Mastering VFX terminology: Creating mattes in footage with rotoscoping
For the second volume of our mastering VFX terminology series, we will be discussing the ins and outs of rotoscoping. Rotoscoping is one of the essential tools in a VFX compositor's toolbox.
It's grunt work, but everyone has to do it when they're first starting out. There's also a right way and a very wrong way to do it. Learn some of the best time-saving practices, and prevent a lot of headaches and reworks.
What is rotoscoping?
First of all, let's define what a rotoscope is. A rotoscope is a manually created matte for an object in live action footage. A matte is an image that controls the transparency of another image.
When you create a rotoscope, you are essentially drawing the outline of an object in its footage to cut away the background. Rotoscoping is the actual process of drawing the outline.
Is there a right way to draw a rotoscope?
Often when you're first drawing a rotoscope you'll start by outlining the entire shape with one big rotoscope. This is a common rookie mistake.
The reason this is wrong is because later when it comes time to animate that rotoscope it will be much harder to create keyframes that accurately move a rotoscope that encompasses an entire image.
Instead, consider breaking the rotoscope into several smaller overlapping parts. This may seem like more work at first, but the drawing process is much less time consuming than the animation process.
The animation process can be sped up considerably when joints of moving parts are taken into consideration. Consider a person waving their hand. Instead of creating one big mask that encompasses the whole body, create a mask for the fingers, the palm, the forearm, the upper arm, the shoulder and all the body parts that are defined by natural joints.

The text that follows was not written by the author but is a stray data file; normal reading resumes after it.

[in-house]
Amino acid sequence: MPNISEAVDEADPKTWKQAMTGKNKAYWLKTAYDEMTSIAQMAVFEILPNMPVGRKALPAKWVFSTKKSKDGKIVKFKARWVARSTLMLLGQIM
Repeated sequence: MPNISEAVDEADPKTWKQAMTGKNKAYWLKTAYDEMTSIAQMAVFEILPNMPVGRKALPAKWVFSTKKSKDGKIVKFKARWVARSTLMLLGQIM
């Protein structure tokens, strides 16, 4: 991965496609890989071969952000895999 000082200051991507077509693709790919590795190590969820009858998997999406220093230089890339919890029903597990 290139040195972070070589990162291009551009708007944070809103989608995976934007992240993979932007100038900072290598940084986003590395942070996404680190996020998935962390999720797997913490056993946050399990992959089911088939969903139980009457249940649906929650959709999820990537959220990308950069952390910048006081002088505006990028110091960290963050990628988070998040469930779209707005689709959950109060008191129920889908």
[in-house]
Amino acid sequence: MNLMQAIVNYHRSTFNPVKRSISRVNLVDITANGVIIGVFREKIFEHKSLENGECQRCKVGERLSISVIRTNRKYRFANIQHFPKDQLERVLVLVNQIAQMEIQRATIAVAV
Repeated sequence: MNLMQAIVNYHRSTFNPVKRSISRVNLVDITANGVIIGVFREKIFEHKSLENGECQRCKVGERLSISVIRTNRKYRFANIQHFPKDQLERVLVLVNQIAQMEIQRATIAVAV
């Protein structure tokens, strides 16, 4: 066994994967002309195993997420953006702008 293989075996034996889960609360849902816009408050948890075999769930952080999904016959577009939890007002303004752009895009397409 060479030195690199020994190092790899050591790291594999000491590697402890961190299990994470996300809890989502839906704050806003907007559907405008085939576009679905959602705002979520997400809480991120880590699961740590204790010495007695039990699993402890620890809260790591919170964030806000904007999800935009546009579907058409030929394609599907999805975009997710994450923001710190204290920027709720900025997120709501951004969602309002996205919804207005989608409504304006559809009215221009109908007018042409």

This might take more time to draw initially, but once things get moving it's much faster because you can focus on moving the whole rotoscope rather than individual points within it.
What's the best way to make a rotoscope move with an image?
You might be tempted to go ahead and start moving the rotoscope or scopes around and going through them frame by frame. This will take a very long time and have more of a chance of being inaccurate because of the tremendous amount of keyframes this technique generates.
Instead, watch the footage through several times and establish the most prominent points of change in the motion of the object. Then set keyframes for your rotoscope on these keyframes.
Now, begin scrubbing between those keys and finding the areas where the rotoscope is not matching the outline of the object. If you find yourself having to do a lot of point level animation on the rotoscope, you probably did not break the roto down into small enough parts.
You should be able to reposition and rotate the rotoscope with minimal changes to the shape of its outline. Setting those intermediate keyframes is the longest part of the rotoscoping process.
Do your best to set as few keyframes as possible so that you can save yourself the most time and have the least chance of a jittery looking matte.
Using a track with a rotoscope
If you find you have a lot of complex movement that you have to match with your rotoscope keyframing, consider tracking some of the features and using the tracking data to animate your rotoscope. Different software have different ways of actually executing this but the concept is still the same across the board.
Track the position and rotation of an object and then apply the tracking data to the position and rotation of the rotoscope. Some software won't allow you to directly tie tracking information to the rotoscope so you may have to create a rotoscope that's not being applied directly to your footage but first to a solid that will act as a matte. These types of footage can receive tracking data and also can be reused later if output as a sequence.
The rotoscope as an alpha, or if you drew your rotoscope on solids to begin with, you could just make sure you are using pure black and white colors for the final output to work as a luma matte. Rotoscoping can be relaxing for some people or mind-numbing drudgery others, but doing your rotoscope the right way the first time is a good way to ensure that you'll eventually move up in the VFX pipeline.
Are you one of the people out there who likes rotoscoping or do you hate it with a passion? Tell us about it in the comments below!